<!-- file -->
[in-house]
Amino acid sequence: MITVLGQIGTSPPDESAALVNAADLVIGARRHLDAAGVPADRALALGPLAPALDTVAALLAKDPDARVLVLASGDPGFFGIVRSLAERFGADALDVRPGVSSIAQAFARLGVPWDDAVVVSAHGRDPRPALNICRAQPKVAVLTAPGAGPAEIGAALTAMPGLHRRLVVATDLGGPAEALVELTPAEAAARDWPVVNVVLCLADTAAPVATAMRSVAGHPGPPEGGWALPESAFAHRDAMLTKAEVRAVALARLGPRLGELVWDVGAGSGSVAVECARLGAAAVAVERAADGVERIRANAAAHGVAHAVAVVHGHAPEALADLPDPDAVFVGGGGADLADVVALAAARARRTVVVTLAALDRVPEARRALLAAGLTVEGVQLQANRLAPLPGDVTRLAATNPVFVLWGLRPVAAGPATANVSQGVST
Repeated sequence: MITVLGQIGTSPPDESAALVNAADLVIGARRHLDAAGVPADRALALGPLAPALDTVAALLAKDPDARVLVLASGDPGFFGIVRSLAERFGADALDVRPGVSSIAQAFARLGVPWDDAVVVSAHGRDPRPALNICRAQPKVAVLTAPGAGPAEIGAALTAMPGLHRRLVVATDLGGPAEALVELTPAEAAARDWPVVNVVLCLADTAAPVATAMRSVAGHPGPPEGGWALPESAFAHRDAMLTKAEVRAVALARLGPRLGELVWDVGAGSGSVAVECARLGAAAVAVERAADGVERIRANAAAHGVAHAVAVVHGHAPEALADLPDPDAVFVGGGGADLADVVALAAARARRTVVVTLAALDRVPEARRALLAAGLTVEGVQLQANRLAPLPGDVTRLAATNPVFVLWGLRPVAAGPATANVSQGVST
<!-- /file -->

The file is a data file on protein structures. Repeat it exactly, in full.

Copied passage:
[in-house]
Amino acid sequence: MITVLGQIGTSPPDESAALVNAADLVIGARRHLDAAGVPADRALALGPLAPALDTVAALLAKDPDARVLVLASGDPGFFGIVRSLAERFGADALDVRPGVSSIAQAFARLGVPWDDAVVVSAHGRDPRPALNICRAQPKVAVLTAPGAGPAEIGAALTAMPGLHRRLVVATDLGGPAEALVELTPAEAAARDWPVVNVVLCLADTAAPVATAMRSVAGHPGPPEGGWALPESAFAHRDAMLTKAEVRAVALARLGPRLGELVWDVGAGSGSVAVECARLGAAAVAVERAADGVERIRANAAAHGVAHAVAVVHGHAPEALADLPDPDAVFVGGGGADLADVVALAAARARRTVVVTLAALDRVPEARRALLAAGLTVEGVQLQANRLAPLPGDVTRLAATNPVFVLWGLRPVAAGPATANVSQGVST
Repeated sequence: MITVLGQIGTSPPDESAALVNAADLVIGARRHLDAAGVPADRALALGPLAPALDTVAALLAKDPDARVLVLASGDPGFFGIVRSLAERFGADALDVRPGVSSIAQAFARLGVPWDDAVVVSAHGRDPRPALNICRAQPKVAVLTAPGAGPAEIGAALTAMPGLHRRLVVATDLGGPAEALVELTPAEAAARDWPVVNVVLCLADTAAPVATAMRSVAGHPGPPEGGWALPESAFAHRDAMLTKAEVRAVALARLGPRLGELVWDVGAGSGSVAVECARLGAAAVAVERAADGVERIRANAAAHGVAHAVAVVHGHAPEALADLPDPDAVFVGGGGADLADVVALAAARARRTVVVTLAALDRVPEARRALLAAGLTVEGVQLQANRLAPLPGDVTRLAATNPVFVLWGLRPVAAGPATANVSQGVST